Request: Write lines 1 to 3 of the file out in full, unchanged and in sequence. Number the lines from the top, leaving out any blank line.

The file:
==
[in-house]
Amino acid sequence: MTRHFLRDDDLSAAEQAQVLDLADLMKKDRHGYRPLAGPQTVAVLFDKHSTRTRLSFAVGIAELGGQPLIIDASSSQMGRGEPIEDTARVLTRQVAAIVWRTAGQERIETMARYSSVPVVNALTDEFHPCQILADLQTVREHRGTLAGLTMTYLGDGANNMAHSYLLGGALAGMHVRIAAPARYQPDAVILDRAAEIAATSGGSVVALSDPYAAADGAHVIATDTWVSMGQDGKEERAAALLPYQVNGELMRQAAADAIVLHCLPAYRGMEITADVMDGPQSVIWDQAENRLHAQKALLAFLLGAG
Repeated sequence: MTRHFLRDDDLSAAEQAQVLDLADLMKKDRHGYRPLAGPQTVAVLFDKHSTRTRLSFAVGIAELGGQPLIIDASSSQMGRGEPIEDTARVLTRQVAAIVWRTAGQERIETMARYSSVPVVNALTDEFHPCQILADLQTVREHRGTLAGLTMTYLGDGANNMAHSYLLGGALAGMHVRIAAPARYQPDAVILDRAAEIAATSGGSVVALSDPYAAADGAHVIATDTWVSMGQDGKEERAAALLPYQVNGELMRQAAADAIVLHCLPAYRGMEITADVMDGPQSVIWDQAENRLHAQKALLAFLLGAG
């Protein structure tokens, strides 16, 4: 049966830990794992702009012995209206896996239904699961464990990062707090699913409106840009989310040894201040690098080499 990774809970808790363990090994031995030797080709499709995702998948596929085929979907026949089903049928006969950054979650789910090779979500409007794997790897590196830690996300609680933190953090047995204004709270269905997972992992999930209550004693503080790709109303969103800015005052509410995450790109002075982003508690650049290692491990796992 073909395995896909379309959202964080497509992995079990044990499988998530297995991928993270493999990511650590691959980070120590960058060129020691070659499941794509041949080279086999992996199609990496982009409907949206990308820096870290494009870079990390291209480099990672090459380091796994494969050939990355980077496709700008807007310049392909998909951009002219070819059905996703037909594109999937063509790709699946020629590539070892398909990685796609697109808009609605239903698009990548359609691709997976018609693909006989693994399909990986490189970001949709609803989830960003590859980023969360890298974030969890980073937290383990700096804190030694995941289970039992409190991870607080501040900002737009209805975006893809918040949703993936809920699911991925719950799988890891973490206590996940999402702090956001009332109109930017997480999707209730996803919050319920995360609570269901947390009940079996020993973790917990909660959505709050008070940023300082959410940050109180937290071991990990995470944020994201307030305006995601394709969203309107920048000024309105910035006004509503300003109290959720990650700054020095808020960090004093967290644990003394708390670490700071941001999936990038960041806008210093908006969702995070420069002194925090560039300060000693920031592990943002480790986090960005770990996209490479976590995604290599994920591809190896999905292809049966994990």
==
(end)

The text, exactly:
[in-house]
Amino acid sequence: MTRHFLRDDDLSAAEQAQVLDLADLMKKDRHGYRPLAGPQTVAVLFDKHSTRTRLSFAVGIAELGGQPLIIDASSSQMGRGEPIEDTARVLTRQVAAIVWRTAGQERIETMARYSSVPVVNALTDEFHPCQILADLQTVREHRGTLAGLTMTYLGDGANNMAHSYLLGGALAGMHVRIAAPARYQPDAVILDRAAEIAATSGGSVVALSDPYAAADGAHVIATDTWVSMGQDGKEERAAALLPYQVNGELMRQAAADAIVLHCLPAYRGMEITADVMDGPQSVIWDQAENRLHAQKALLAFLLGAG
Repeated sequence: MTRHFLRDDDLSAAEQAQVLDLADLMKKDRHGYRPLAGPQTVAVLFDKHSTRTRLSFAVGIAELGGQPLIIDASSSQMGRGEPIEDTARVLTRQVAAIVWRTAGQERIETMARYSSVPVVNALTDEFHPCQILADLQTVREHRGTLAGLTMTYLGDGANNMAHSYLLGGALAGMHVRIAAPARYQPDAVILDRAAEIAATSGGSVVALSDPYAAADGAHVIATDTWVSMGQDGKEERAAALLPYQVNGELMRQAAADAIVLHCLPAYRGMEITADVMDGPQSVIWDQAENRLHAQKALLAFLLGAG